09/19/2017 13:43 EDT | Updated 09/19/2017 15:45 EDT

Trudeau Says Stance On U.S. Missile Defence System Hasn't Changed, As Trump Threatens North Korea

"I share everyone's concern over the reckless behaviour."

Prime Minister Justin Trudeau speaks at a news conference in Ottawa on Sept. 19, 2017.
Prime Minister Justin Trudeau speaks at a news conference in Ottawa on Sept. 19, 2017.

As his U.S. counterpart threatened to "totally destroy" North Korea, Prime Minister Justin Trudeau said his government's opposition to joining the U.S. continental missile-defence shield hasn't changed.

For now, at least.

Trudeau held a press conference in Ottawa Tuesday as U.S. President Donald Trump addressed the United Nations General Assembly for the first time.

Trump used the speech to bash North Korean dictator Kim Jong Un over his nuclear ambitions and growing arsenal of weapons.

"Rocket Man is on a suicide mission for himself and for his regime," Trump said of Kim.

If the U.S. is forced to defend itself or its allies, it would have "no choice but to totally destroy North Korea," Trump announced at the podium.

Trudeau walked a fine line when a reporter asked him about Trump's warning, almost in real time.

"I share everyone's concern over the reckless behaviour by the North Korean regime," Trudeau said.

He added that working with partners such as China, Japan, South Korea and the U.S. was the best way to de-escalate a situation that is "a danger not just to the region but to global peace."

As for what the president may have said, I look forward to seeing his speech myself.

He said Canada will continue to "push along with the international community" against North Korea's behaviour.

"As for what the president may have said, I look forward to seeing his speech myself."

But the prime minister faced questions in French and English about Canada possibly joining the U.S. ballistic missile-defence program, particularly in light of revelations from Canada's top officer at the North American Aerospace Defence Command (Norad) that the U.S. would not be obligated to defend Canada if it was attacked by North Korea.

For the time being, Canada's position on that issue remains the same, Trudeau said.

When pressed on whether the threat of North Korean missiles reaching North America means Canada should join the U.S. defence program, Trudeau said his government is always assessing how best to protect Canadians from threats.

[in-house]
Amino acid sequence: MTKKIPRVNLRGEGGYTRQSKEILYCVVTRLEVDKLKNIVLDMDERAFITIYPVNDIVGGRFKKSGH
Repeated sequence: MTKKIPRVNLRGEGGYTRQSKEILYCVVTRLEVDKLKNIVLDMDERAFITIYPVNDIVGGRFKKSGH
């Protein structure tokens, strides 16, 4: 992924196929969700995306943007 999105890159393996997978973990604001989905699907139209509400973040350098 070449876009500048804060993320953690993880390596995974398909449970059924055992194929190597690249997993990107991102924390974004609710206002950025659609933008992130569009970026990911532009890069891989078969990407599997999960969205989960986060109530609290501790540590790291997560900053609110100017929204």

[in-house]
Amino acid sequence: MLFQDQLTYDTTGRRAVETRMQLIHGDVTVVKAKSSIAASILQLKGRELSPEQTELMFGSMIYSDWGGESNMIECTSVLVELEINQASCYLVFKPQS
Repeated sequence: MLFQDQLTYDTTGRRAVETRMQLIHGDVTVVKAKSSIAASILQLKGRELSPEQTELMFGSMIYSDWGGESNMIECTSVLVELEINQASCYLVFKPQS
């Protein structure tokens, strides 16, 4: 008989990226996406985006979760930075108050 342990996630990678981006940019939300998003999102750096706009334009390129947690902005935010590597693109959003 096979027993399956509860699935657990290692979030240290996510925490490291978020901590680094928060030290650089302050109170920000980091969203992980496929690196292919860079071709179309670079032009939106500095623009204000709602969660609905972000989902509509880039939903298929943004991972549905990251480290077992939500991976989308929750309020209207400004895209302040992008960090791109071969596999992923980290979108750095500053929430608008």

Eduardo Munoz / Reuters
U.S. President Donald Trump addresses the 72nd United Nations General Assembly at U.N. headquarters in New York on Sept. 19, 2017.

"We have not changed our position at this point but we continue to engage in thoughtful ways to ensure we're doing everything we can and we must do to keep Canadians safe," he said.

Canada decided not to join the U.S. missile shield in 2005, a decision that reportedly angered the administration of then-president George W. Bush. Canada and the U.S. do jointly monitor possible airborne threats through Norad.

Though Conservatives did not reverse that decision during their near-decade in power, Tory foreign affairs critic Erin O'Toole has said the threat of North Korea one day being able to launch an intercontinental missile that could hit North America means Canada's policy needs to be re-examined.

"Circumstances have changed dramatically, not only in the last few years but in the last few months," O'Toole recently told The National Post.

Some Liberals wonder if it's time

Liberal MP Mark Gerretsen, who sits on the defence committee, also told reporters last month that Canada should consider joining the shield, "given the threats that are continuing to emerge in the world," The Toronto Star reports.

John McKay, a veteran MP and former parliamentary secretary to Defence Minister Harjit Sajjan, was more direct. McKay told The Hill Times Canada should now join the program, pointing to "a change in circumstances since 2005."

Former general and ex-Liberal senator Romeo Dallaire also believes it is time for Canada to get on board.

"Feeling that (the U.S.) would respond is quite different than having it somewhere on paper and being able to hold them accountable to respond should Canada be targeted," Dallaire told The Canadian Press.

With files from The Canadian Press

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